My Little Pony: The Movie

Selling millions of toys back in the 80’s, the rainbow pack has left their hoof print in nerd culture with the recent Friendship is Magic TV series. As far as that show goes, I’ve caught up on one season based on its screenwriter, Lauren Faust (Powerpuff GirlsFosters Home For Imaginary Friends and Wander Over Yonder). And too its credit, it does teach a lot of good lessons about being yourself and with others. But this is pretty much a longer episode with a bigger budget, celebrity voices and the feeling of acquiring diabetes from marshmallow vodka without the bottle. Not even The Emoji Movie can prepare you for such madness.

Twilight Sparkle (Tara Strong) and company are preparing a festival of friendship (get used to that word). But the horn-broken unicorn, Tempest Shadow (Emily Blunt) invades Equestria in the name of the storm king (Liev Schreiber). Setting out to find the queen of the hippos to aid them in taking back the land, they come across a variety of characters including a con artist cat (Taye Diggs) and a group of parrot pirates (Zoe Seldana)  who’s problems are solved as soon as they’re introduced.

Generic? Absolutely, but the over-the-top extreme execution in everything is a huge compensation including many dark curveballs for a sugary acid trip. The side villain, incredibly threatening yet sympathetic. Too bad the main villain is less intimidating than a pop gun. Unlike Lego Ninjago the original pony cast isn’t replaced despite the over saturation of celebrities. But for some reason, all the problems are repetitively resolved with the power of friendship you can practically hear Slappy Squirrel say That was pointless at the end of it all.  The songs are hit or miss especially when the transitions are clunky, though the Pinocchio cat gets the catchiest tune. I know this is all over the place and obviously geared more towards kids than a broader age group, but there’s some entertainment to take away after sobering up.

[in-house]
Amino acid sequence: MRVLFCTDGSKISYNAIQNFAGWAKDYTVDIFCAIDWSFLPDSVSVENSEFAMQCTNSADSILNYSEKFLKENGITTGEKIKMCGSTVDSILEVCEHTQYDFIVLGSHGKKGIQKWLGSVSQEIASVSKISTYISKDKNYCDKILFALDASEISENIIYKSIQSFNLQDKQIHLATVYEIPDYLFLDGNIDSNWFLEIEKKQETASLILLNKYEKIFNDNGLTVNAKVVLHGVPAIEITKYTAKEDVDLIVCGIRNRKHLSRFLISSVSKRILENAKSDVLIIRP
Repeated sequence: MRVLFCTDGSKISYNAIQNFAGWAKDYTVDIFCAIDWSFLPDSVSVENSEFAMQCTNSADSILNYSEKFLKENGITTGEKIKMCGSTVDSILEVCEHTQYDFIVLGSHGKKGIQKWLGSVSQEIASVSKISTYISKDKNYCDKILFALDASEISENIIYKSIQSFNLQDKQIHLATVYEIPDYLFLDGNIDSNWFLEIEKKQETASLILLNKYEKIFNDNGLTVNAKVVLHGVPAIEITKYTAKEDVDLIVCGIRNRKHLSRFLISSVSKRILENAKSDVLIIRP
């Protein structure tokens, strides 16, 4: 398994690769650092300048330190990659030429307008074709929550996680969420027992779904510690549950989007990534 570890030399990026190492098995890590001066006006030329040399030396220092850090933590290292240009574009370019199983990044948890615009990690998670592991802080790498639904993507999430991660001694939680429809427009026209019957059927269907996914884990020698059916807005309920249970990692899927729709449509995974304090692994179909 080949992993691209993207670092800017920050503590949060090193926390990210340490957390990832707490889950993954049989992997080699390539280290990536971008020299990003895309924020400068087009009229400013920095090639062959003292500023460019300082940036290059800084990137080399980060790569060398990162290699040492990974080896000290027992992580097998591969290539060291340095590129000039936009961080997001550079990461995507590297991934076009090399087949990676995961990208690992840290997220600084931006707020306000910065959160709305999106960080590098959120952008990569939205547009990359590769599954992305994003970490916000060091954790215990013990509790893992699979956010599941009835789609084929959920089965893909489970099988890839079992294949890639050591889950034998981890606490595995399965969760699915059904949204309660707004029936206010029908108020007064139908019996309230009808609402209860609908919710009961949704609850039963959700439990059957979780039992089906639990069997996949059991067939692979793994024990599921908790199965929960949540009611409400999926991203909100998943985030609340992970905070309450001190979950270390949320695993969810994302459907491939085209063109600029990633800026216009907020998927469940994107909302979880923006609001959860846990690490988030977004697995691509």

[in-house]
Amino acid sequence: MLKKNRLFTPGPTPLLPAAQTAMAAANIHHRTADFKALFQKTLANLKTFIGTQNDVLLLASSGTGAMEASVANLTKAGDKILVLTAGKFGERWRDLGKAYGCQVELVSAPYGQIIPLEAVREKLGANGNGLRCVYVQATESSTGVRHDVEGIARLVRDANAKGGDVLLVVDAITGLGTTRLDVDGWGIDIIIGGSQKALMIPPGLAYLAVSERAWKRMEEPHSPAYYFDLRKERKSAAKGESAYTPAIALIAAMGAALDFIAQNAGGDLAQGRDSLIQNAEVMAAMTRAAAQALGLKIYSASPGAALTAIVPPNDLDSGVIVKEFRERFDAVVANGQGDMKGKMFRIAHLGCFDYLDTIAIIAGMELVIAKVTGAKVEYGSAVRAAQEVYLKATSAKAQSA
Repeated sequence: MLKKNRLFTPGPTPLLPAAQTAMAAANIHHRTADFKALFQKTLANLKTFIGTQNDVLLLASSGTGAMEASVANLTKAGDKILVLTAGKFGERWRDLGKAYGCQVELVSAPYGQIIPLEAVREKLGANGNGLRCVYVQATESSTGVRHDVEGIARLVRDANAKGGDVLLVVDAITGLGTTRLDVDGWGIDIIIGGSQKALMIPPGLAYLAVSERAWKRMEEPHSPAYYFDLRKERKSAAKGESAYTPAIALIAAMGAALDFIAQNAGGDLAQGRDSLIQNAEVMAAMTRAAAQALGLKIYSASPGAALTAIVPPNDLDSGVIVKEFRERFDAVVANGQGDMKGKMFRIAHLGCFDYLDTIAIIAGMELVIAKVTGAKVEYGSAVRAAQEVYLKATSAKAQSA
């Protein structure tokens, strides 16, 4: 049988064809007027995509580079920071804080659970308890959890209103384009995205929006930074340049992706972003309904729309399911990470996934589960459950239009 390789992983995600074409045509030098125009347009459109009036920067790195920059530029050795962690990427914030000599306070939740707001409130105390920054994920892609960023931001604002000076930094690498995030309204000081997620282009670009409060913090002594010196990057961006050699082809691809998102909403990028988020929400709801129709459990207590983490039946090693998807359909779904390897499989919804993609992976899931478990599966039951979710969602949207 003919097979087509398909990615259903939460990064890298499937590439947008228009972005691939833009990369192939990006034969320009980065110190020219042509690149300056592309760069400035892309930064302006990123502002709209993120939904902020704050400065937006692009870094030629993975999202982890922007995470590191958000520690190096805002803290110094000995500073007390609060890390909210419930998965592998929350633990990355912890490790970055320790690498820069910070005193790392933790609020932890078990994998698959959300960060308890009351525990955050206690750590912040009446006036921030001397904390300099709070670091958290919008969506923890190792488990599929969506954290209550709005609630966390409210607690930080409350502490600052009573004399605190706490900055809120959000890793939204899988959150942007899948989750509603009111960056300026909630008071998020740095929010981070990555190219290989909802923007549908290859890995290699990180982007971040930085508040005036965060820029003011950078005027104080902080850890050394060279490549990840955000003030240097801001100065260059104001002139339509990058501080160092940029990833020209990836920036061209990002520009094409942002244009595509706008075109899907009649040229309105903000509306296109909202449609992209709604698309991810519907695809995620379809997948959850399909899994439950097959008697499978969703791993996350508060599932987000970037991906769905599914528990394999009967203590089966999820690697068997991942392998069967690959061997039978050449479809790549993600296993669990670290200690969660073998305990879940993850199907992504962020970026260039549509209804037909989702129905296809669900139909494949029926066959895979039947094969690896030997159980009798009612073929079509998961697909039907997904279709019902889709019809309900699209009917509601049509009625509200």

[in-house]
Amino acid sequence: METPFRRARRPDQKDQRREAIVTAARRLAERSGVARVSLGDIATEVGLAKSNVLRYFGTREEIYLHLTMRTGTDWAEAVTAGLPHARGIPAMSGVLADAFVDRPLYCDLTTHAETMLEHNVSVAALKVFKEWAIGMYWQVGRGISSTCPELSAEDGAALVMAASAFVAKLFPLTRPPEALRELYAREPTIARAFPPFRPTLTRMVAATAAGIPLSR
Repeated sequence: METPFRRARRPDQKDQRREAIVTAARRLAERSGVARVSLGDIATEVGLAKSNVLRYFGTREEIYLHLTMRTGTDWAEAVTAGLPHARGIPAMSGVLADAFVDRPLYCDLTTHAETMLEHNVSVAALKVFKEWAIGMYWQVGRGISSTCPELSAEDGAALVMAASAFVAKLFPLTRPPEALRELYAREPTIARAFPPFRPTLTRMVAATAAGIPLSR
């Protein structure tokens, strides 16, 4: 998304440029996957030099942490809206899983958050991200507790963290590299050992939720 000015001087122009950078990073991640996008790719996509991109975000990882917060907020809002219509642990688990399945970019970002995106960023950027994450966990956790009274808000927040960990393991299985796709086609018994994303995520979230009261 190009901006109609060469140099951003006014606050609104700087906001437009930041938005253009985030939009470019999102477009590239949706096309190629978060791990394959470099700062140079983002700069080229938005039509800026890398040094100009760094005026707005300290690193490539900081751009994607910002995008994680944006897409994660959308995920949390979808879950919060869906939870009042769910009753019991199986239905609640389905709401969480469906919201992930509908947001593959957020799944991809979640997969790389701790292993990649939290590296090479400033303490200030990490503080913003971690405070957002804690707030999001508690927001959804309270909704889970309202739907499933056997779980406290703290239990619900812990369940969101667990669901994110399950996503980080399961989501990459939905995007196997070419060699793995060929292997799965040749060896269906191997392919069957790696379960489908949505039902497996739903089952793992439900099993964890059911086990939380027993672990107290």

And look, 2D western animation is back on the screen, even if it can feel awkward when combined with the computer animation. But Equestria is expanded upon with new locations, characters that fit the world and run much fluidly no matter the situation.  Pinkie Pie definitely gets the royal treatment whenever her emotions go on a psychotic mood swing from happy to hungry. When comparing to Michael Pena’s sidekick role, he’s very restrained and held back from his full potential. And the physical comedy is still some of the best this year: quick, out of nowhere and always leaving an imprint on the victim. When Stacked against the mountain of interchangeable computer animated schlock this year, that’s saying a lot.

For all the uncontrollable insanity, My Little Pony: The Movie is harmless for the fans though I can’t say go see it in theaters unless you’re die hard attached. The same can’t be said for people who aren’t the target audience. They’ll probably end up in a color overdosed coma in just 10 minutes. Will I see it again? Who knows cause in all honesty, one season of the show was much better than this. But from a company that just released it’s fifth Transformers cash grab, it could’ve been much worse.

The movie in a nutshell


Pros: Pinkie Pie, Capper, dark moments, sympathetic secondary villain, creative journey, physical comedy, upgraded theatrical 2D animation, ok songs, harmless,

Cons: boring main villain, annoying villain sidekick, quickly resolved problems, awkward song segways, uncanny clashing animations



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